Dave Burt wrote:
> * Rename Rio#copy to Rio#copy_to

> * Add aliases:
>   * append_to >>
>   * copy_from <
>   * append_from <<

This change has been checked into CVS, and will be in the next release.

> * Change + and =~ to use to_str instead of to_s.

This change has been checked into CVS, and will be in the next release.


> * Add the following Pathname functionality:
>   * mountpoint?
>   * root?
>   * realpath
>   * cleanpath

These will be included, but I have not finished evalutating their
integration into Rio.

> * Instead of the no* methods, you could add a wrapper ("except" or "skip"...
> or both) which could be passed into methods like so:
> io(foo).recurse(except(".svn")) {||...}.

When I was pondering a scheme for selection and rejection of files,
lines, etc.  I decided from the start, that one thing I would
absolutely avoid is the introduction of a sub-language. I have seen
too many libraries do this only to become unusable to the casual
user. Rio's grande selection methods accept a Proc to deal with the
most general case and they accept every possible parameter type I
could dream up to handle most common cases. In my opinion, as readable
as 'except' is, it falls into the category of a sub-language.

> Also, I there is a bug in io1.rel(io2) when io1 is absolute and io2 is
> relative.
I will look into this. Thanks. A specific example would be helpful.

>
> >>   * each_filename (iterates over path components: "a/b/c" -> "a", "b",
> >> "c")
> > rio('a/b/c').filenames.each ?
>
> That seems to fit the Rio way of doing things better. I assume that would
> imply you can give a block straight to #filenames and it will pass it to
> #each.
>

Rio#split returns an array of filenames, as described. This is not the
same as what you propose. Were #filenames a Rio configuration method,
it would take a block directly. This seems like a solid proposal. I
need to give this a little more thought, but at this point I am
inclined to dump #split in favor of #filenames.

> >> * If Rio provided a superset of IO's functionality, you could use Rio
> >> objects in place of IO objects, duck-type style. Same with File, Dir and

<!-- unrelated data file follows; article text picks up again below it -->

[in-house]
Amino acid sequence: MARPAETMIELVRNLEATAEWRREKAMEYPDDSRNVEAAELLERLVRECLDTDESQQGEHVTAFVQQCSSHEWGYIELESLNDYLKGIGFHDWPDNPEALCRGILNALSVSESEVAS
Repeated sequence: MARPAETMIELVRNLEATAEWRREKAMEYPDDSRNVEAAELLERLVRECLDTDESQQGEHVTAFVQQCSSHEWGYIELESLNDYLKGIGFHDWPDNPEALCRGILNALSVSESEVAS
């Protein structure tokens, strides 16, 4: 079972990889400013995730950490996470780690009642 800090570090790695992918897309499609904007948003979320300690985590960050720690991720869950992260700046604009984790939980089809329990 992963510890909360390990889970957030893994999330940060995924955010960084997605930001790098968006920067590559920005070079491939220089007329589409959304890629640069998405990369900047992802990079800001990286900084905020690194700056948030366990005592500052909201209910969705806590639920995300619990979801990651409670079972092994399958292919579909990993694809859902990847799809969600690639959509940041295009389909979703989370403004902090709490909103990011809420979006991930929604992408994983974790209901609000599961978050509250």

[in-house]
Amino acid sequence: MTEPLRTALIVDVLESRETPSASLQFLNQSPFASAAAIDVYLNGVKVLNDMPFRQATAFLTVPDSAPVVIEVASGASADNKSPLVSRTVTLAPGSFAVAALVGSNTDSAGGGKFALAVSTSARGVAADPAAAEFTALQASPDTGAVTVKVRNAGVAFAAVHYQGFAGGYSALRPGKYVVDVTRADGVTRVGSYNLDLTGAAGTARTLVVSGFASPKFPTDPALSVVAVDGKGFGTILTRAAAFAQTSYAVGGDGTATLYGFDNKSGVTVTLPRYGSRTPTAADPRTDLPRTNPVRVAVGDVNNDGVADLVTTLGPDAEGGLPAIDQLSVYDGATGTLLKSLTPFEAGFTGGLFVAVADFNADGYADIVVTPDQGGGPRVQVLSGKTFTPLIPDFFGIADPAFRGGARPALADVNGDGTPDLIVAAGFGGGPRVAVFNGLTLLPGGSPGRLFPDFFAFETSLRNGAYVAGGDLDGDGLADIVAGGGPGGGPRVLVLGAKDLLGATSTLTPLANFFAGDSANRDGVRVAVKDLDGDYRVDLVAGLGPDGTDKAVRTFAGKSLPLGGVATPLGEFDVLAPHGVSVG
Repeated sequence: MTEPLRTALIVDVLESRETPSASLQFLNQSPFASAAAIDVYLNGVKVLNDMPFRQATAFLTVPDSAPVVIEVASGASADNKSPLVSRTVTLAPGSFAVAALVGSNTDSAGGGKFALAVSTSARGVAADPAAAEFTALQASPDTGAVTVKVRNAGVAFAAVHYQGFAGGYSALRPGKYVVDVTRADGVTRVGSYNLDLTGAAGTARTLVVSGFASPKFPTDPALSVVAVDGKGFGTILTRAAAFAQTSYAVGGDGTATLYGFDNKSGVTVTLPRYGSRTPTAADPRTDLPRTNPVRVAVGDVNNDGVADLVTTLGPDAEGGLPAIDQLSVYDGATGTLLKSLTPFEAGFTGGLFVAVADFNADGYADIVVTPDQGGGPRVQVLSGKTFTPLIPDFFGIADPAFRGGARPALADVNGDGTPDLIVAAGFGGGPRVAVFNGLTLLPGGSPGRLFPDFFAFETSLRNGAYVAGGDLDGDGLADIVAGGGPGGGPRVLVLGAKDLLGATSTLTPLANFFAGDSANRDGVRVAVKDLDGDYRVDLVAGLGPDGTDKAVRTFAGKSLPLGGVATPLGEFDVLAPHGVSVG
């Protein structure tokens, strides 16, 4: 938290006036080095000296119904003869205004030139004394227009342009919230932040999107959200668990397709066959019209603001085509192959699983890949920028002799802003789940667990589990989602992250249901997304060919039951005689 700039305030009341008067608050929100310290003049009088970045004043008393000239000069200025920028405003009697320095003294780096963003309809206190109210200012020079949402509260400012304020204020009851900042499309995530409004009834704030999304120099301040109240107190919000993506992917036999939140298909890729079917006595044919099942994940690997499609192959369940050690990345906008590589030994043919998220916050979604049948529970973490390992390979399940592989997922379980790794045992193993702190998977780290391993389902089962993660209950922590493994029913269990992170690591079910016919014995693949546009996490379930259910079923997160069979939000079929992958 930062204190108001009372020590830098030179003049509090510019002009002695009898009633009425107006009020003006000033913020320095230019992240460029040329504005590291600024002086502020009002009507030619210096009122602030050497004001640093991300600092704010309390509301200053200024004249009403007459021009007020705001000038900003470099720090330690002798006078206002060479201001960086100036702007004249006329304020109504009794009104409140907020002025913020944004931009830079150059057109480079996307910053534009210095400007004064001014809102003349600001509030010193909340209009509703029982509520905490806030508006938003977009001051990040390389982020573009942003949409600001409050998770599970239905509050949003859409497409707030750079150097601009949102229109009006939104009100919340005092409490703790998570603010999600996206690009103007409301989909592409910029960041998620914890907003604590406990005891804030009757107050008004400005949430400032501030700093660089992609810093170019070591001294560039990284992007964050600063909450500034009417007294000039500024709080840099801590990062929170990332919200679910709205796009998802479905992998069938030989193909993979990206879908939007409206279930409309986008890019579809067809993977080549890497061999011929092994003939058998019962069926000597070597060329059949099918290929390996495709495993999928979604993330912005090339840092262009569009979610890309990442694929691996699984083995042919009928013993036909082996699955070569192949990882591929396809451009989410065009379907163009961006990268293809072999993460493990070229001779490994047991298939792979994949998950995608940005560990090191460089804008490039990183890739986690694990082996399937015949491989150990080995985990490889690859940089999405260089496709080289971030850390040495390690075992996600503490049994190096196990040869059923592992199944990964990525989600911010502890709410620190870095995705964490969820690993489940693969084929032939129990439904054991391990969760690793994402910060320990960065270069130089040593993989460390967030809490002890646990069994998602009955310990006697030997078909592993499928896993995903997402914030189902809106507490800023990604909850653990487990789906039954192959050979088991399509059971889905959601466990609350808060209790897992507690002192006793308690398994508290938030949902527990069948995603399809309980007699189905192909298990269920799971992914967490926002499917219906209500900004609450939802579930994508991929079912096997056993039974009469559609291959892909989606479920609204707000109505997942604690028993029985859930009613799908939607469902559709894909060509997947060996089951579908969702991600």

> >> Pathname.
> > The section "Using A Rio as an IO (or File or Dir)" in Rio::Doc::INTRO
> > discusses this, with an illustration using a Rio with yaml.
>
> I still think it would be fairly easy to have Rio able to replace IO, Dir,
> File, Pathname in _all_ situations. Maybe this extra clutter would be best
> placed in a mixin.
>

Ignoring the *big* problem with #<<, as described in RIO::Doc::INTRO,
Rio is close enough that it would be a shame not to allow a Rio to be
used anywhere an IO is. You have won me over on this one. Ditto File
and Dir

Off the top of my head, what would you think of an emulation mode
 rio(...).likeio
or somesuch?
Describe how you see a mixin working.

Pathname is another matter. IO, File and Dir are integral parts of
Ruby.  Pathname is not. I am not convinced that providing emulation
of legacy libraries such as Pathname should be a priority.

> * Add pipes. The following should be possible:
> io(foo) | io(bar) | io(baz)

I still love this idea. After revisiting it, I remembered why I had
put it aside before. Its behaviour is obvious in some cases ie. where
'foo' is a file, and 'bar' is a cmdio and 'baz' is a file, or if they
are all cmdios. It becomes murky to me what the behaviour should be
if, for instance, they are all files.

To generalize, for duplex streams, piping is clear, but for non-duplex
streams, what exactly does piping mean?

One possibility that comes to mind is making it simply a copy-to in
those cases. That would make possible the following:

 # tee the output of 'acmd' to a file and to stdout.
 rio(?-,'acmd') | rio('output_file') | rio(?-)

Another possibility, is to simply raise an error unless one of the
participants is a duplex-stream.

Another possibility, is that I don't understand what you are proposing.

This is too elegant to not be included in Rio. I need help defining
what its behaviour should be.

Cheers,
-Christopher